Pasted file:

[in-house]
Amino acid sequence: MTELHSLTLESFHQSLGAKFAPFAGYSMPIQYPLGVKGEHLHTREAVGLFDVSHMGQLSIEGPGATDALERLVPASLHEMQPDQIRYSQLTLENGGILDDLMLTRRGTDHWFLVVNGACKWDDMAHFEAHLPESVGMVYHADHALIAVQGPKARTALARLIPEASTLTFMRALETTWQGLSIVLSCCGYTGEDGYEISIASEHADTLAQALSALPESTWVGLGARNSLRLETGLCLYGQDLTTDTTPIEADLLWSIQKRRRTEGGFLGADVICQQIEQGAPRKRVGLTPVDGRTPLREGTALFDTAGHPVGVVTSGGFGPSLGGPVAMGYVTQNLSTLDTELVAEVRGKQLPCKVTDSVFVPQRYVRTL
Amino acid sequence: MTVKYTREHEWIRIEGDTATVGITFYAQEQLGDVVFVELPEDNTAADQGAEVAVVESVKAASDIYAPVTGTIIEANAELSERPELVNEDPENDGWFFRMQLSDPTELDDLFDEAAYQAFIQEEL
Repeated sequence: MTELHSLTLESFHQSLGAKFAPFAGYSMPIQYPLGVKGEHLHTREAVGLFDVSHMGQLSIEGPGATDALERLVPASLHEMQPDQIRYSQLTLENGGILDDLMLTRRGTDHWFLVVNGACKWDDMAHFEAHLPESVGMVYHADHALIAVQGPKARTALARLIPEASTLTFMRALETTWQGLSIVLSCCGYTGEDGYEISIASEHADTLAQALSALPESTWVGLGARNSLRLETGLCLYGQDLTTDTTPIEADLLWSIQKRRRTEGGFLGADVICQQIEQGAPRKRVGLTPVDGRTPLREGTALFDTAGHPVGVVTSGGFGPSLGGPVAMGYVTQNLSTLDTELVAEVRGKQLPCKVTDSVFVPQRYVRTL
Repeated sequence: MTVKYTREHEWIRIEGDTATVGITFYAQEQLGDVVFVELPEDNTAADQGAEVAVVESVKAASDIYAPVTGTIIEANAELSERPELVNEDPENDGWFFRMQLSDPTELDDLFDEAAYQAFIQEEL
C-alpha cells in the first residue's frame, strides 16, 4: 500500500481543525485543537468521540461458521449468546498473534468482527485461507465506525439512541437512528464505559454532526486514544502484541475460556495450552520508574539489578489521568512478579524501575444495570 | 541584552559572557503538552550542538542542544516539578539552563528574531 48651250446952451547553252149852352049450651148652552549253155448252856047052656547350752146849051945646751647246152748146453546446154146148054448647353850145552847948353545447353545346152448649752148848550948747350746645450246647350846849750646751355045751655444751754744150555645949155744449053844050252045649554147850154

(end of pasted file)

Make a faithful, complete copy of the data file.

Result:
[in-house]
Amino acid sequence: MTELHSLTLESFHQSLGAKFAPFAGYSMPIQYPLGVKGEHLHTREAVGLFDVSHMGQLSIEGPGATDALERLVPASLHEMQPDQIRYSQLTLENGGILDDLMLTRRGTDHWFLVVNGACKWDDMAHFEAHLPESVGMVYHADHALIAVQGPKARTALARLIPEASTLTFMRALETTWQGLSIVLSCCGYTGEDGYEISIASEHADTLAQALSALPESTWVGLGARNSLRLETGLCLYGQDLTTDTTPIEADLLWSIQKRRRTEGGFLGADVICQQIEQGAPRKRVGLTPVDGRTPLREGTALFDTAGHPVGVVTSGGFGPSLGGPVAMGYVTQNLSTLDTELVAEVRGKQLPCKVTDSVFVPQRYVRTL
Amino acid sequence: MTVKYTREHEWIRIEGDTATVGITFYAQEQLGDVVFVELPEDNTAADQGAEVAVVESVKAASDIYAPVTGTIIEANAELSERPELVNEDPENDGWFFRMQLSDPTELDDLFDEAAYQAFIQEEL
Repeated sequence: MTELHSLTLESFHQSLGAKFAPFAGYSMPIQYPLGVKGEHLHTREAVGLFDVSHMGQLSIEGPGATDALERLVPASLHEMQPDQIRYSQLTLENGGILDDLMLTRRGTDHWFLVVNGACKWDDMAHFEAHLPESVGMVYHADHALIAVQGPKARTALARLIPEASTLTFMRALETTWQGLSIVLSCCGYTGEDGYEISIASEHADTLAQALSALPESTWVGLGARNSLRLETGLCLYGQDLTTDTTPIEADLLWSIQKRRRTEGGFLGADVICQQIEQGAPRKRVGLTPVDGRTPLREGTALFDTAGHPVGVVTSGGFGPSLGGPVAMGYVTQNLSTLDTELVAEVRGKQLPCKVTDSVFVPQRYVRTL
Repeated sequence: MTVKYTREHEWIRIEGDTATVGITFYAQEQLGDVVFVELPEDNTAADQGAEVAVVESVKAASDIYAPVTGTIIEANAELSERPELVNEDPENDGWFFRMQLSDPTELDDLFDEAAYQAFIQEEL
C-alpha cells in the first residue's frame, strides 16, 4: 500500500481543525485543537468521540461458521449468546498473534468482527485461507465506525439512541437512528464505559454532526486514544502484541475460556495450552520508574539489578489521568512478579524501575444495570 | 541584552559572557503538552550542538542542544516539578539552563528574531 48651250446952451547553252149852352049450651148652552549253155448252856047052656547350752146849051945646751647246152748146453546446154146148054448647353850145552847948353545447353545346152448649752148848550948747350746645450246647350846849750646751355045751655444751754744150555645949155744449053844050252045649554147850154